Industrial action and NHS services
NHS leaders are urging local people ahead of next week’s industrial action to only access A&E or 999 if their condition is life-threatening or very serious.
Monday 6 February - Royal College of Nursing (RCN) and GMB Ambulance Service Workers
Tuesday 7 February - Royal College of Nursing (RCN)
Thursday 9 February - Chartered Society of Physiotherapy (CSP)
The coordinated industrial action on Monday 6 February includes RCN members at Gloucestershire Hospitals NHS Foundation Trust (Gloucestershire Royal and Cheltenham General Hospitals) it also includes GMB union members at South Western Ambulance Service NHS Foundation Trust.
On Tuesday 7 February, industrial action involves RCN members at Gloucestershire Hospitals NHS Foundation Trust.
On Thursday 9 February, members of the Chartered Society of Physiotherapy (CSP) will take industrial action at Gloucestershire Hospitals NHS Foundation Trust and Gloucestershire Health and Care NHS Foundation Trust.
Whilst the NHS locally is making plans to minimise disruption as far as they can, they have warned that the strike will pose substantial challenges after the weekend to both emergency care and planned care services. The highest priority will be to care for those in most immediate and urgent need.
However, patients who have a planned hospital operation, procedure or outpatient appointment on Monday, Tuesday or Thursday should attend as usual unless they hear from their NHS Trust to advise otherwise.
On Monday, life threatening calls and other very serious conditions that may require urgent assessment will continue to be responded to, but other calls will have to be prioritised accordingly with longer waits expected.
NHS leaders have warned that local NHS services, including hospitals, are already under significant pressure due in large part to a rise in seasonal illness, COVID-19 and related staffing pressures.
Ahead of the industrial action, local people are being urged in the strongest possible terms to keep 999 and A&E clear for life-threatening conditions and serious injuries.
One Gloucestershire health and care partners are working to free up as much bed and ward capacity as possible and to ensure the best possible arrangements are in place to receive ambulances and support patients to leave the hospital when medically fit in the coming days.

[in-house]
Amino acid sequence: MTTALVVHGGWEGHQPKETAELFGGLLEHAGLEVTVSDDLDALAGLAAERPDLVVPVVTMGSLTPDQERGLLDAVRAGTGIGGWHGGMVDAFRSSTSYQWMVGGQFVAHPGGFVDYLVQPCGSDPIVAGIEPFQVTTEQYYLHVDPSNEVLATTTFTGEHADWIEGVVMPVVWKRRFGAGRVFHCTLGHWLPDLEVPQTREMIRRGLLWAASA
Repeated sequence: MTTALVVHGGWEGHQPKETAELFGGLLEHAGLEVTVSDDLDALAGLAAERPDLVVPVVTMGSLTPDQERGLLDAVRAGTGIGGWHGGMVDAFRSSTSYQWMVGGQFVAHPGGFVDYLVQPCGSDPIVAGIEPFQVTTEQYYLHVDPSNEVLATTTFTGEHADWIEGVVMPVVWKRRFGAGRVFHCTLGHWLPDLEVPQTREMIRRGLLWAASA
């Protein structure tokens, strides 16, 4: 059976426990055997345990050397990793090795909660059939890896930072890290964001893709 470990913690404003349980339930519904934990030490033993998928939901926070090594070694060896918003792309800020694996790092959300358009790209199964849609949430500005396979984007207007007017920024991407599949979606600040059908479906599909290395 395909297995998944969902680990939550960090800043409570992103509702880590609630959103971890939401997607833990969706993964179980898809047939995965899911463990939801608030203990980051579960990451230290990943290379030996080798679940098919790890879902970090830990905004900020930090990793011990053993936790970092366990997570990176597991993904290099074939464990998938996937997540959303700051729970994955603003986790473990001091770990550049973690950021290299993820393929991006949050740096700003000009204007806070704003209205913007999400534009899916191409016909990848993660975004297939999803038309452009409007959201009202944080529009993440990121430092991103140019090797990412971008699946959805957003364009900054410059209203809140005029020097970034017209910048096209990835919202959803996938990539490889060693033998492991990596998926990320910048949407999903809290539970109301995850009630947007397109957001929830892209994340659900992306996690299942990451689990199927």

This is however against the backdrop of a recent rise in seasonal illness and sick patients who need specialist care. Many of these patients will have complex needs.
Gloucestershire’s NHS Trusts are also working to provide as much planned care - operations, procedures and outpatients appointments - as possible, but the local NHS has said that some services will need to be rearranged.
The Trusts are asking relatives and carers to do everything they can to work with their staff to get their loved ones home from the hospital as quickly and as safely as possible with additional support, if necessary, from local NHS community services or adult social care teams.
One Gloucestershire health and care partners are working closely together to ensure those in greatest need continue to have access to high quality care.Chief Medical Officer at NHS Gloucestershire, Dr Andy Seymour
He continues "However, we need to be very clear that the coming days are going to be very challenging for those providing care and we are going to need the public’s continuing support as well.
If it’s not a life threatening condition or a serious injury, we are urging people to think very carefully about their healthcare options and get advice when needed from NHS 111 and ASAP Glos NHS. Advice will also be available through local NHS social media channels.
We would like to take the opportunity to thank the great majority of local people who continue to access services responsibly and are following the advice offered by the local NHS.”